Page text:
Western Conference 

No. 3 Minnesota Timberwolves vs. No. 6 Phoenix Suns 

This has very much been a one-sided matchup this year; the Suns are 3–0 against Minnesota, including beating them in Sunday’s regular season finale by almost 20 points. I don’t subscribe excessively to regular-season results, but 3–0 definitely raises an eyebrow, especially with the game on Sunday. Both teams really wanted to win, as the Timberwolves were fighting for the No. 1 overall seed while Phoenix was trying to avoid the play-in tournament. Minnesota had a phenomenal year, vaulting to the top of the West behind one of the league’s best defenses and the ascension of star guard Anthony Edwards. The Suns, on other hand, had a bit of an up-and-down year—injuries to stars Bradley Beal and Devin Booker made lineup consistency somewhat hard to find early on, but uniting those two with superstar Kevin Durant down the stretch has brought impressive offensive firepower. 

For Phoenix’s attack, the success of Beal will be key. Durant and Booker are likely to draw the Wolves’ top two perimeter defenders—Jalen McDaniels and Edwards—leaving the Suns’ third star with an opportunity to capitalize on the more favorable Mike Conley and Nickeil Alexander-Walker matchups. This showed in Sunday’s game, as Beal dropped 36 points and went 6/6 from 3. Durant and Booker will obviously have to turn in solid performances, but the shooting of role players Grayson Allen and Royce O’Neale will be critical as well; if they can consistently stretch the floor (which both have been doing at a high level for most of the year), the Suns’ offense will be difficult to stop.

Minnesota’s offense revolves around Edwards, and their success depends on his ability not only to score but also to involve his teammates. Phoenix will assign Beal or O’Neale to Durant in their best attempt to match his athleticism, but so much of the Suns’ plan to handle Edwards will be team defense; they’ll constantly double him and pack the paint, forcing him to either take tough jump shots or find open teammates. Wolves point guard Mike Conley and star forward Karl-Anthony Towns will need to be aggressive in order to punish the Suns, whose defensive perimeter talent tails off after Beal and O’Neale. Towns and center Rudy Gobert will also need to find a way to punish Phoenix’s lack of size, as after center Jusuf Nurkic they lack real strength and physicality. If the Wolves can force this series into a grind-it-out rock fight without much scoring, I really like their chances. 

That being said, I think this is a great matchup for the Suns. I see Beal having a big series, Durant and Booker doing enough to help him, and the Phoenix defense exposing the Timberwolves’ lack of offensive firepower behind Edwards. 

No. 4 Los Angeles Clippers vs. No. 5 Dallas Mavericks

You couldn’t have asked for a better first-round matchup than this one. These two teams met for two cinematic series in 2020 and 2021, with the Clippers winning both. They meet again for the third time in five years and while both teams possess the same superstars, they are each better versions. 

For Dallas, Luka Doncic is still the engine, battery, and transmission. Now, Doncic has windshield wipers in Kyrie Irving. Kristaps Porzingis and Jalen Brunson are both supremely talented players but they did not gel with Doncic in the way Irving has, who has been a reliable second option and alleviated pressure from Doncic. Irving looks the most comfortable he’s been since his tenure with the Cavaliers, averaging close to 26 points per game (PPG) on 50/40/90 splits (actually shooting 49.7 from the field, but we round up here).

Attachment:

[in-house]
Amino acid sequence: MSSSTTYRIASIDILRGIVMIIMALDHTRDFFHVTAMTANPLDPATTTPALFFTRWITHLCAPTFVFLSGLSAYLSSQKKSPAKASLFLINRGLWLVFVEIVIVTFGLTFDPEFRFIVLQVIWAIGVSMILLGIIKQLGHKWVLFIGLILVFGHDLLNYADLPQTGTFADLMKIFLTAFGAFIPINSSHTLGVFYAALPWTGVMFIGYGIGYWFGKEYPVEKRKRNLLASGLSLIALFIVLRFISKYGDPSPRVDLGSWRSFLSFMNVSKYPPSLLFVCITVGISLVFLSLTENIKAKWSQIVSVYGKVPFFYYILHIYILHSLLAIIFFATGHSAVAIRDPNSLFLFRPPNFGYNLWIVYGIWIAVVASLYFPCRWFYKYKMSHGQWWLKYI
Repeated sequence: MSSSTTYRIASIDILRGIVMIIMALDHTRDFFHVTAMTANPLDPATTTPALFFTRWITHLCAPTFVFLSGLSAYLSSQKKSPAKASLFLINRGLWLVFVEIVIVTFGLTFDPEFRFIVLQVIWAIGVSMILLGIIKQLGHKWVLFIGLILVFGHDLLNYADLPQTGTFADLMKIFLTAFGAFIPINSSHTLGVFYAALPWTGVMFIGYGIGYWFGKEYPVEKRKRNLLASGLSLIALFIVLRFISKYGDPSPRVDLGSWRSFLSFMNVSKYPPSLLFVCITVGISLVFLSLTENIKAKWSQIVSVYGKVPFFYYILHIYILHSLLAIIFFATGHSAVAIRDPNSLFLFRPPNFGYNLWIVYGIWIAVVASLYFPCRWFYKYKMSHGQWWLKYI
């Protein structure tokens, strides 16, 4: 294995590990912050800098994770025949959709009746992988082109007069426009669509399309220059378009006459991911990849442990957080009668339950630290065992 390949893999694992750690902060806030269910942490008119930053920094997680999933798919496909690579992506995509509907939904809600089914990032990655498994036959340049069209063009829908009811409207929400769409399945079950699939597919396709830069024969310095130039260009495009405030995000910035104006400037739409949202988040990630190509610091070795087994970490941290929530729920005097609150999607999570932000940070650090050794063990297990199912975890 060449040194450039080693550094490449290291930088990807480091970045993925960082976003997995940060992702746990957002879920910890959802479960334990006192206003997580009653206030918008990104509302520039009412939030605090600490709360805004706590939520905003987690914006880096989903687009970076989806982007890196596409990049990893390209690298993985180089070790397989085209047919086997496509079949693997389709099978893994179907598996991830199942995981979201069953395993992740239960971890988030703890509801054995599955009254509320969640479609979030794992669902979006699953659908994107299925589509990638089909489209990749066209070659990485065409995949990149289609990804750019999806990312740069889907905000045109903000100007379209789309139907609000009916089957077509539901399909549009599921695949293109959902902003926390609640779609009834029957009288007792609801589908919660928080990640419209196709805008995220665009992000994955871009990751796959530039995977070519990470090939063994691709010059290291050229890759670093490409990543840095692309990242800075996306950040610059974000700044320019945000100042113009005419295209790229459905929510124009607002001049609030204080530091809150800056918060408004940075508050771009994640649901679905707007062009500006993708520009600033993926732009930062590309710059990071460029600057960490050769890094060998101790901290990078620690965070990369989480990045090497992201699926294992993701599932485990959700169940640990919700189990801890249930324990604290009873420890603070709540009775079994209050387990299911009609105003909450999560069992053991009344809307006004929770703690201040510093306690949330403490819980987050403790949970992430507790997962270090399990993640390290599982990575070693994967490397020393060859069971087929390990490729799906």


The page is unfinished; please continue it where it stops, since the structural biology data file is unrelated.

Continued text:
The Clippers are still spearheaded by their dynamic wing duo of Kawhi Leonard and Paul George. Since they last faced the Mavericks in the playoffs, the Clippers have added former MVPs Russell Westbrook and James Harden. On paper, it did not seem either player would fit, as they have been ball dominant throughout their careers. However, they have each settled into different roles, with Harden being the third option and focusing on distributing. Westbrook, meanwhile, has transformed into the energetic, scrappy sixth man who plays tough defense and adds a spark. 

It was a drastic in-season turnaround for the Mavericks, who found themselves in the play-in 50 games into the season but won 24 of their next 31 games and now enter the playoffs as the hottest team in the Western Conference. This improvement can largely be attributed to the improved Mavericks defense, which, once a liability, has been the No. 1 ranked defense over the last 20 games. Daniel Gafford and Dereck Lively II have been a huge reason for this, as the two provide great rim protection. 

The Clippers suceeded in the previous series when they went small in an attempt to play Dallas’ bigs off the floor. Clippers coach Tyronn Lue will likely employ this strategy again, forcing Gafford and Lively to guard the perimeter or force them off the floor. If that happens, though, Mavericks coach Jason Kidd can respond by plugging in P.J. Washington as a small-ball center.

As far as other matchups go, it will be interesting to see how the Clippers handle Doncic. Lue is an excellent tactician, and he has three elite perimeter defenders to throw at Doncic in Leonard, George, and Westbrook. Will Westbrook have the full-time responsibility of Doncic? Will Leonard spend significant time on Doncic, or will they try to preserve him for the offensive end? Where does George fit in? Will they switch everything? Both teams will certainly make significant game-by-game adjustments. This series is basically a coin flip in my eyes, and when this is the case I like to pick the team with the best player, so give me the Mavericks to exact their revenge on the Clippers and set up a deep postseason run. 

Here are some other specific predictions!

  1. Indiana backup point guard T.J. McConnell has a huge game in the Bucks-Pacers series, sending NBA Twitter into a frenzy.
  2. Same thing as above but with Patrick Beverley. 80% chance it’s a game-winning block.
  3. Ant (Anthony Edwards) drops a 50-piece.
  4. Mike Conley has 25+ points in Game 5 for Minnesota.


Sam Weitzman-Kurker can be reached at sweitzmankur@wesleyan.edu

Teddy Benchley can be reached at tbenchley@wesleyan.edu